I think it's time we stop allowing them to use dispersants to contain any future catastrophes. If we're stupid enough to allow them to continue to drill and ultimately ruin our oceans, our aquifers, our famland, and our neighborhoods, the least they can do is not further poison us with the terrible dispersants - the contents of which we have no right-to-know.

It's as bad as when our military personnel come down with cancers from chemicals; their VA and private oncologists are not allowed to know what kinds of chemicals they came in contact with so they can be treated better and faster and perhaps save their lives.

We can only guess what the youngsters and children born since the BP Gulf Disaster will eventually contract during their lifetimes, and the vast cost of treatments for them, with little if any success.
We need to stop drilling altogether, but the greed that runs this world economy will never allow it. How sad...

Mark Saulys's picture
Mark Saulys 19 weeks 4 hours ago
#5

I've heard it said - by an environmentalist authority whose name and title I don't remember - that it's better to drill here where there are regulations than in another part of the world where there are none. If so, we have to give BP holy hell so it'd be that way. We shouldn't drill anywhere, of course but develop renewables and clean sources.

We need to diversify the economy of the gulf coast, maybe with some green energy production. The people of that region have a lost dog, suck ass loyalty to the oil conglomerates. No matter how much they are crapped on by them that loyalty is unflagging. I think those oil conglomorates probably sabotaged and undermined the attempts to develop the green and clean that'd been recently undertaken.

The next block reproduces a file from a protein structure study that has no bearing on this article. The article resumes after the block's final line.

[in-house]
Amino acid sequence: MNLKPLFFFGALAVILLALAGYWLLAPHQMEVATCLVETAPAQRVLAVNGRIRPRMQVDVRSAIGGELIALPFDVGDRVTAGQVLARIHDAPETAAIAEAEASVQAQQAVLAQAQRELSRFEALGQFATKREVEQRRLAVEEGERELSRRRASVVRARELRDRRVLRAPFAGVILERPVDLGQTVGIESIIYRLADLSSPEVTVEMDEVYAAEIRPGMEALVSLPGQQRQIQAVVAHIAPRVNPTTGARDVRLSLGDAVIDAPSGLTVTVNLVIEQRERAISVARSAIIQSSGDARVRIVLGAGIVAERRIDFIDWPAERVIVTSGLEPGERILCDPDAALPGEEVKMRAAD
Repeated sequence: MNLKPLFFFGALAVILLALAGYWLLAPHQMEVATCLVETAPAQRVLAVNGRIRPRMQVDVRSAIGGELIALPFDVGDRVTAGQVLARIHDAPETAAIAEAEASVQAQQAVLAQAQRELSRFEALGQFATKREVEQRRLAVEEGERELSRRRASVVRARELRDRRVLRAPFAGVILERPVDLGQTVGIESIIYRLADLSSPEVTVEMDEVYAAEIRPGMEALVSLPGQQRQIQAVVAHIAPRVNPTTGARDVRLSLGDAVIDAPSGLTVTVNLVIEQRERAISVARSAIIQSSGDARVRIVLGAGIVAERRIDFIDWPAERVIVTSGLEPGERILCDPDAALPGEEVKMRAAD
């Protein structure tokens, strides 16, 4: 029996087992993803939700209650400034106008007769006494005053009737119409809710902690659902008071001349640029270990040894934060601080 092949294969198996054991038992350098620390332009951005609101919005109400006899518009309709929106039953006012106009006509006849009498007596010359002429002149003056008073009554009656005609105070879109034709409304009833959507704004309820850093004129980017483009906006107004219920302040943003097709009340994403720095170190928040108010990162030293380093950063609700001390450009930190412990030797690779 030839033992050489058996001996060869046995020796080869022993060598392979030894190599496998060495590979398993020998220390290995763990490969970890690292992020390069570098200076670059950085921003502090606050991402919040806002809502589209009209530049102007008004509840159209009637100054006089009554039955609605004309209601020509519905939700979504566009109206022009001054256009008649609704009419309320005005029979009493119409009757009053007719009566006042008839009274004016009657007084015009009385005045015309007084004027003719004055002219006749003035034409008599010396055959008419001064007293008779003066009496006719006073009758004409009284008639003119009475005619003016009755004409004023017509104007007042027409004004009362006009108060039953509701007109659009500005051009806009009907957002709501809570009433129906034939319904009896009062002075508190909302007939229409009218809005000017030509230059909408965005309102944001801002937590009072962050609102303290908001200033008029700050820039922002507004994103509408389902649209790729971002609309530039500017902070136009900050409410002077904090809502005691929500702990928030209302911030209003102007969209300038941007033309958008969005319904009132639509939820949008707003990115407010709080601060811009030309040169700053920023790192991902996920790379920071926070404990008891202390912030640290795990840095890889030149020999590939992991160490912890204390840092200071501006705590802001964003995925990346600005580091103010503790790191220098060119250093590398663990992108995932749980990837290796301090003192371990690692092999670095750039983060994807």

Happy Earth Day, everybody.

Kend's picture
Kend 19 weeks 3 hours ago
#6

Mark what loyalty to oil conglomerates. It has taken longer to approve a pipeline then it did for the US to enter, win, and return from the second world war. The only loyalty is to the extremely well funded enviromental groups.

DAnneMarc's picture
DAnneMarc 19 weeks 3 hours ago
#7

Mark Saulys ~ Happy Earth Day to you too!!!

Kend ~ I only have one thing to add to what Mark Saulys said:

The Hemp Solution

chuckle8's picture
chuckle8 18 weeks 6 days ago
#8

Kend -- How about the loyalty of the govt regulators? BP fills out the regulatory forms in pencil and the govt agents write over it in ink.

Mark Saulys's picture
Mark Saulys 18 weeks 5 days ago
#9

Kend, they may take a hundred years, they will not approve the pipeline because the informed, educated electorate will not accept it.

Loyalty to oil conglomerates is on the gulf coast. I told you you gotta stay sober.

geonomist's picture
geonomist 15 weeks 1 hour ago
#10